Morning News Digest: February 23, 2012
By Missy Rebovich
Pascrell to Rothman: Carson’s decision creates perfect opportunity
The news Tuesday that former Giants star Harry Carson does not intend to run for election prompted the Pascrell campaign to renew its call for U.S. Rep. Steve Rothman (D-9) to reject his Democrat on Democrat fight and gird for a general election battle against U.S. Rep. Scott Garrett (R-5). (Pizarro, PolitickerNJ)
Not all Republicans on board with Gov.’s budget
Cutting sharply against the notion that Republicans stand at attention when Gov. Chris Christie speaks, a prominent member of the Senate GOP caucus unhappily digested Christie’s budget address Tuesday and blasted it today.
“The governor was put in office because people liked what he did in office as the U.S. Attorney,” said state Sen. Mike Doherty (R-23). “He has the role of a lifetime to make a significant change here and he’s missing an opportunity to go after what has been documented in neon lights as a corrupt system. I would even say it’s corrupt to the core.” (Pizarro, PolitickerNJ)
Christie defends marriage equality CV, half-staff flags for Houston
Gov. Chris Christie this afternoon criticized Democrats on the marriage equality question, challenging them to excoriate President Barack Obama if they want credibility in disparaging his decision to conditionally veto their marriage equality bill.
The president has not publicly described marriage equality as a civil right. (Pizarro, PolitickerNJ)
Christie proud of bipartisan link with Norcross, denounces Codey criticism
Gov. Chris Christie doubled down on his message of bipartisanship today as he riffed on his positive relationship with South Jersey Democratic Leader George Norcross III while denouncing former Gov. Richard Codey.
“He puts party ahead of people,” Christie said of Codey during a town hall get-together here.
Answering an audience member’s question about his relations with Norcross, Christie spoke favorably of the powerful South Jersey leader and slammed Codey as the source of public woe over Christie’s connective tissue to South Jersey. (Pizarro, PolitickerNJ)
Gov. Christie can’t say it enough: He’s not running for president
Gov. Chris Christie likes to tell town hall audiences that staffers faced with funding requests need only point to the headline on an old New York Magazine profile of him: “The answer is no”.
But this time it’s the Republican governor’s own party that doesn’t seem to want to take no for an answer.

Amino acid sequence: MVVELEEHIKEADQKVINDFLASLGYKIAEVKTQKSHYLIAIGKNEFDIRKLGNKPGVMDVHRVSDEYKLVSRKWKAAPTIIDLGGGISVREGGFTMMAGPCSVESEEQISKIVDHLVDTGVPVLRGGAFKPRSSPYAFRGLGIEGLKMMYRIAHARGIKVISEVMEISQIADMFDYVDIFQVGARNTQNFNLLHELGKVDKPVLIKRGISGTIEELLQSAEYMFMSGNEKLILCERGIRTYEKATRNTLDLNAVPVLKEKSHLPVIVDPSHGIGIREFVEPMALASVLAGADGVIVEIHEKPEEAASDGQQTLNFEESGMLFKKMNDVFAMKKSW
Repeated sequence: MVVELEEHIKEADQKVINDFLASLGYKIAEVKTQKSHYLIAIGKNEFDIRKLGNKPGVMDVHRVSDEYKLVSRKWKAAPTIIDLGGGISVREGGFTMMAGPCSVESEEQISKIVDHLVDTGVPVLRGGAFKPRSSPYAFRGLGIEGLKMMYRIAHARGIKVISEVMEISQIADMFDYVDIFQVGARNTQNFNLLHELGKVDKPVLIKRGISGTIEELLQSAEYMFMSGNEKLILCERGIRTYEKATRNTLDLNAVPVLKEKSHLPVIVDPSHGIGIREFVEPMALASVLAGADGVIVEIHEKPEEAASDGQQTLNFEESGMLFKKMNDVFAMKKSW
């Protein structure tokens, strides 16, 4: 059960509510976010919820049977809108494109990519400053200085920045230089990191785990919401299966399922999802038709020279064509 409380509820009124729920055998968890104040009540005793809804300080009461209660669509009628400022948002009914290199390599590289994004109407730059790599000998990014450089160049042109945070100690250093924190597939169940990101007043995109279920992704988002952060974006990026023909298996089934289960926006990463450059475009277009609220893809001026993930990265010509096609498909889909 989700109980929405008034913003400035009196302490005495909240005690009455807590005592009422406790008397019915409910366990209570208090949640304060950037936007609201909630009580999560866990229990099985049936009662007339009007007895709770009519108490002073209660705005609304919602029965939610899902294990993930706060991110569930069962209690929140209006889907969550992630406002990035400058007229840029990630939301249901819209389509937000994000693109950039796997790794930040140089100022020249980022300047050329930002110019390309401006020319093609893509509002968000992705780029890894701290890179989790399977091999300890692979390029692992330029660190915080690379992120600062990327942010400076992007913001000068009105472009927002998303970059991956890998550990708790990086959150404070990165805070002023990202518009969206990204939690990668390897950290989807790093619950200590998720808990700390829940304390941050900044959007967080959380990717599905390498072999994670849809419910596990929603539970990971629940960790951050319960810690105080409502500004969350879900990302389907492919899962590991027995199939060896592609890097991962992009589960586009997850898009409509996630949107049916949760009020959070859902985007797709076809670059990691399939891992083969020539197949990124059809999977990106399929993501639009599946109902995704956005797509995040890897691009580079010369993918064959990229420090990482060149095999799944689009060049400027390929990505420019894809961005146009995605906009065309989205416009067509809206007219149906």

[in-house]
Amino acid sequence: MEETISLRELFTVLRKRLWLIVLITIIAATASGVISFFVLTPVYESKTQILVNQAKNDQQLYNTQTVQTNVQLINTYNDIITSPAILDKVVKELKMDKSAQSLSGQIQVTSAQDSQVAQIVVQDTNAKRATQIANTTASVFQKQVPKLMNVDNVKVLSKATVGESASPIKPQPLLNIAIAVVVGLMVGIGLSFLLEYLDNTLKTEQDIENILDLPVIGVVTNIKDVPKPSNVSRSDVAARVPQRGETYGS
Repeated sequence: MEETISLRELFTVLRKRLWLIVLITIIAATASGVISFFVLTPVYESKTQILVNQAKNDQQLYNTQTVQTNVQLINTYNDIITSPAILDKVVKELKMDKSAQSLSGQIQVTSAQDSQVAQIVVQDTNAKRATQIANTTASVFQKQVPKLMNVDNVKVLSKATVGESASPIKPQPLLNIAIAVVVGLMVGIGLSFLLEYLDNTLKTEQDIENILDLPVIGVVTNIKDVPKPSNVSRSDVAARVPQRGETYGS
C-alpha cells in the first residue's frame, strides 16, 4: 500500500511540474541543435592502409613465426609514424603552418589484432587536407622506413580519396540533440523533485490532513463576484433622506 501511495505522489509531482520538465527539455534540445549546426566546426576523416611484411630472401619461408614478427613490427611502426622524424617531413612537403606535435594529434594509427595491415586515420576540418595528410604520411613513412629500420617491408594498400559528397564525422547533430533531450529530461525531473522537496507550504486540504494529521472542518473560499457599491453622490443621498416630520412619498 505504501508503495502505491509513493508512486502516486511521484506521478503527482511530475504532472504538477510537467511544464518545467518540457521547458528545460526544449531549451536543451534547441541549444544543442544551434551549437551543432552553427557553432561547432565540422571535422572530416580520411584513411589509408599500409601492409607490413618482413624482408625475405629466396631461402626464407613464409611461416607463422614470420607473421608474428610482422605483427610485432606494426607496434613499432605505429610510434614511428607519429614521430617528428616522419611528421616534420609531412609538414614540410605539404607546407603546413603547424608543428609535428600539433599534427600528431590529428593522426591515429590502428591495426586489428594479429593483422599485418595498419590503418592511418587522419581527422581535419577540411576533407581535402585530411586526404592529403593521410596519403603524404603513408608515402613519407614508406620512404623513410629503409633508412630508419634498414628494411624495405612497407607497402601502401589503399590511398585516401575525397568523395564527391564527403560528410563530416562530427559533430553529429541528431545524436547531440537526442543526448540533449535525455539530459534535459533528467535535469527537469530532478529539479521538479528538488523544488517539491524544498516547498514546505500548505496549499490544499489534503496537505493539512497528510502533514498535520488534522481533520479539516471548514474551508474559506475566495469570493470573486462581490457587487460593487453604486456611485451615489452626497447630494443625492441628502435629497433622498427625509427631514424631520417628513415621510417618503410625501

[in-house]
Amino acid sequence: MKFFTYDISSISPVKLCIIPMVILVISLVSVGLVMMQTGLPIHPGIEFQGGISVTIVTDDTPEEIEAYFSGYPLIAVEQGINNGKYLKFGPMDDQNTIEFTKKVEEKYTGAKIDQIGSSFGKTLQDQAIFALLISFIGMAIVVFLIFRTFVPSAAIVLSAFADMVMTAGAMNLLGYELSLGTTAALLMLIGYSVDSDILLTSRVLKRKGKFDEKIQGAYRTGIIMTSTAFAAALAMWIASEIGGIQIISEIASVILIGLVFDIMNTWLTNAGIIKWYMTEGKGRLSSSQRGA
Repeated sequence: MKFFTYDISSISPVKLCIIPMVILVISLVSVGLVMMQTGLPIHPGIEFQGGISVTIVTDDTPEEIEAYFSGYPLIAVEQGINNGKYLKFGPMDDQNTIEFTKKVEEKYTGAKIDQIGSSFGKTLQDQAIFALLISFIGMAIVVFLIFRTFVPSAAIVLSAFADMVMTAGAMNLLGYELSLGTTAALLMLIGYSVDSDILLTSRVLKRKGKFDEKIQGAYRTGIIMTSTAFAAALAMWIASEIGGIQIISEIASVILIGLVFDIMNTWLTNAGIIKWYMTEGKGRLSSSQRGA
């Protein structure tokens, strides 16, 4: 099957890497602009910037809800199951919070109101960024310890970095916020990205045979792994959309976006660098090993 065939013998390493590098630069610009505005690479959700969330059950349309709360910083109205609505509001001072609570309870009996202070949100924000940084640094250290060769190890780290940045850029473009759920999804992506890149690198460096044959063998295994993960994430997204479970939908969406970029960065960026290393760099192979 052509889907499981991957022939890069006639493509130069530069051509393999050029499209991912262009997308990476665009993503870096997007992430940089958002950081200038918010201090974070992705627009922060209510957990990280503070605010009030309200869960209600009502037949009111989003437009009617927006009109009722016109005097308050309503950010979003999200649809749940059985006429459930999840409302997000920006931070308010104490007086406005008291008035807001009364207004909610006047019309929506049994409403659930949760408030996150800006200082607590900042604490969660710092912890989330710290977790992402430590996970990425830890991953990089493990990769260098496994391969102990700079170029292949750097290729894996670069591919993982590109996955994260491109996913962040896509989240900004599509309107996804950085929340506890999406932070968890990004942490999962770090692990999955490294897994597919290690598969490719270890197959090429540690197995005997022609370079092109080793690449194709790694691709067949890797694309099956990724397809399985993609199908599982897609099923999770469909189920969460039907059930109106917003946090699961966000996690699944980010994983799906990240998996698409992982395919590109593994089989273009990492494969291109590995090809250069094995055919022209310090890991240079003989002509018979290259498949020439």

Nearly five months after saying he won’t run for president and declaring “Now is not my time” in a Statehouse packed with national media, Christie said today GOP stalwarts are still asking him to consider it. (Portnoy, The Star-Ledger)
NJ gov: Reports of spying on Muslims ‘disturbing’
New Jersey Gov. Chris Christie is calling a report of a police surveillance operation targeting Muslims in Newark “disturbing.” He also says he doesn’t recall ever being briefed about the spying in 2007 while he was the state’s top federal prosecutor.
Christie says he has no knowledge of the operation. And he says the New York Police Department wouldn’t have had jurisdiction in New Jersey unless it was working with the Joint Terrorism Task Force in Newark or another agency. Newark’s top officials say the city didn’t know anything about the nature of the NYPD operation. (Associated Press)
Christie condemns anti-Whitney Houston emails
Gov. Chris Christie told a town hall Wednesday that online disparaging comments made about Whitney Houston and his decision to lower flags for her after she died were reprehensible.
The 48-year-old pop star, who was known to have substance abuse problems, died Feb. 11 at a Beverly Hills, Calif., hotel. She was buried a week later at the Newark church where she sang at as a child.
Christie ordered flags flown at half-staff at state government buildings on the day of the funeral, saying Houston deserved the honor because of her huge cultural impact and as “a daughter of New Jersey.” (Delli Santi, Gannett)
The selling of an income tax cut
For Gov. Chris Christie, the politics of the budget is both an inside game and an outside game, one played inside the Beltway in Trenton and inside the TV studios that reach outside to the national audiences that keep Christie’s name at the top of the once and future presidential and vice-presidential preference polls.